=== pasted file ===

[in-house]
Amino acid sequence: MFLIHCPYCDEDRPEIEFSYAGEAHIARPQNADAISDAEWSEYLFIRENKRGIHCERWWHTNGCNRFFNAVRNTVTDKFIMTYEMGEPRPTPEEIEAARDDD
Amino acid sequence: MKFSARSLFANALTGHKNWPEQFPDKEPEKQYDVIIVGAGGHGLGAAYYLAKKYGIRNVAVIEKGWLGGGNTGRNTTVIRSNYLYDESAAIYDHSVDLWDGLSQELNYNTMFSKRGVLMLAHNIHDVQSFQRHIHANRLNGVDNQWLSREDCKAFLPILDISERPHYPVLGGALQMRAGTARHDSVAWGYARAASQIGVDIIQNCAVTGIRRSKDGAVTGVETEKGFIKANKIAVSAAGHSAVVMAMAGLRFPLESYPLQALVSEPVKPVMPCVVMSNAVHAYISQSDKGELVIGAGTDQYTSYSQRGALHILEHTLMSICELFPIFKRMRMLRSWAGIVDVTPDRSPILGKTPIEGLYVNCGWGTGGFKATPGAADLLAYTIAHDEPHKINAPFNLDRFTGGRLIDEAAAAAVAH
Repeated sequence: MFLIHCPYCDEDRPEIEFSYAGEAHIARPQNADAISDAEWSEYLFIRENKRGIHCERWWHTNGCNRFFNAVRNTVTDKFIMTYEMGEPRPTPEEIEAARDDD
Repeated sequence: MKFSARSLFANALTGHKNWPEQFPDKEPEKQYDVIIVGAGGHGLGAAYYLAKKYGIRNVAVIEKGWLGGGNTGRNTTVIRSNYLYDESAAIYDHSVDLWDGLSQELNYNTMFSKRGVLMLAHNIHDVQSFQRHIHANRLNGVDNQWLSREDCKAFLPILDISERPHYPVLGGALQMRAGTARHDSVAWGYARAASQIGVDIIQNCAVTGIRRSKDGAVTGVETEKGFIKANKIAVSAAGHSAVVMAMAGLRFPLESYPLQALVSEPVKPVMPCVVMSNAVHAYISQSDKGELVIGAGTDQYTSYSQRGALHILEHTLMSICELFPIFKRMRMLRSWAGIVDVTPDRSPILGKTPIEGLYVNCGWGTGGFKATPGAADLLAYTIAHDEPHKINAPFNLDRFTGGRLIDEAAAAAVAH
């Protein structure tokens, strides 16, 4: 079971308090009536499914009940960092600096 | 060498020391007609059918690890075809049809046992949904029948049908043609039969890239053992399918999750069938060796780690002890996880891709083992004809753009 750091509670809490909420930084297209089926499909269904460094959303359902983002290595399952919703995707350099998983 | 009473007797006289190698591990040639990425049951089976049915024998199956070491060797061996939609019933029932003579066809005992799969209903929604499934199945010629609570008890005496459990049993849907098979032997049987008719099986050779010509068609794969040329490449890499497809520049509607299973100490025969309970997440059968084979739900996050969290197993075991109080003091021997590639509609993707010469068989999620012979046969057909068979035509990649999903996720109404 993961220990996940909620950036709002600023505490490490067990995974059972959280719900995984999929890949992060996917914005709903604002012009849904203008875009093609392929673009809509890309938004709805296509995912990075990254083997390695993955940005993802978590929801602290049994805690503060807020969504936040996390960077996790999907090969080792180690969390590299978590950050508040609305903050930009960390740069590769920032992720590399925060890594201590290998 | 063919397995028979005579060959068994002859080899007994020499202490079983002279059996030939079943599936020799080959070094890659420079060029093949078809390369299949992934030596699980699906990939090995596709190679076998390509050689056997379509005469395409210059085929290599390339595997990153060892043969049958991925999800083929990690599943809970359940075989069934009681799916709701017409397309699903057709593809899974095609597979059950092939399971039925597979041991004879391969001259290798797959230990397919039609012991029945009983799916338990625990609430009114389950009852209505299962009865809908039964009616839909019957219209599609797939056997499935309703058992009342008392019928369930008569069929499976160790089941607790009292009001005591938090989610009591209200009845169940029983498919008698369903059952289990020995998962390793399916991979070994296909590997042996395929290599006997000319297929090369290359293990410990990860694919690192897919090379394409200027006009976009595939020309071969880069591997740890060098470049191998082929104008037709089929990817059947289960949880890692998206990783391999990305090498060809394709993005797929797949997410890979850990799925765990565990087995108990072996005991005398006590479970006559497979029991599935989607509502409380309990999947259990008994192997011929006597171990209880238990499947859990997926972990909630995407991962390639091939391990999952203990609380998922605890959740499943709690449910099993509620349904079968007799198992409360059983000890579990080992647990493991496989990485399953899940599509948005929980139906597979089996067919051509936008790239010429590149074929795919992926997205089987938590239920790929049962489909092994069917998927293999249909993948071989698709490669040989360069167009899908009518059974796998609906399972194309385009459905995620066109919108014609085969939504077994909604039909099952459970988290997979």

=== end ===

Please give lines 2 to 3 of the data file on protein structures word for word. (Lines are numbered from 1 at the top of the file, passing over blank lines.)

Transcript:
Amino acid sequence: MFLIHCPYCDEDRPEIEFSYAGEAHIARPQNADAISDAEWSEYLFIRENKRGIHCERWWHTNGCNRFFNAVRNTVTDKFIMTYEMGEPRPTPEEIEAARDDD
Amino acid sequence: MKFSARSLFANALTGHKNWPEQFPDKEPEKQYDVIIVGAGGHGLGAAYYLAKKYGIRNVAVIEKGWLGGGNTGRNTTVIRSNYLYDESAAIYDHSVDLWDGLSQELNYNTMFSKRGVLMLAHNIHDVQSFQRHIHANRLNGVDNQWLSREDCKAFLPILDISERPHYPVLGGALQMRAGTARHDSVAWGYARAASQIGVDIIQNCAVTGIRRSKDGAVTGVETEKGFIKANKIAVSAAGHSAVVMAMAGLRFPLESYPLQALVSEPVKPVMPCVVMSNAVHAYISQSDKGELVIGAGTDQYTSYSQRGALHILEHTLMSICELFPIFKRMRMLRSWAGIVDVTPDRSPILGKTPIEGLYVNCGWGTGGFKATPGAADLLAYTIAHDEPHKINAPFNLDRFTGGRLIDEAAAAAVAH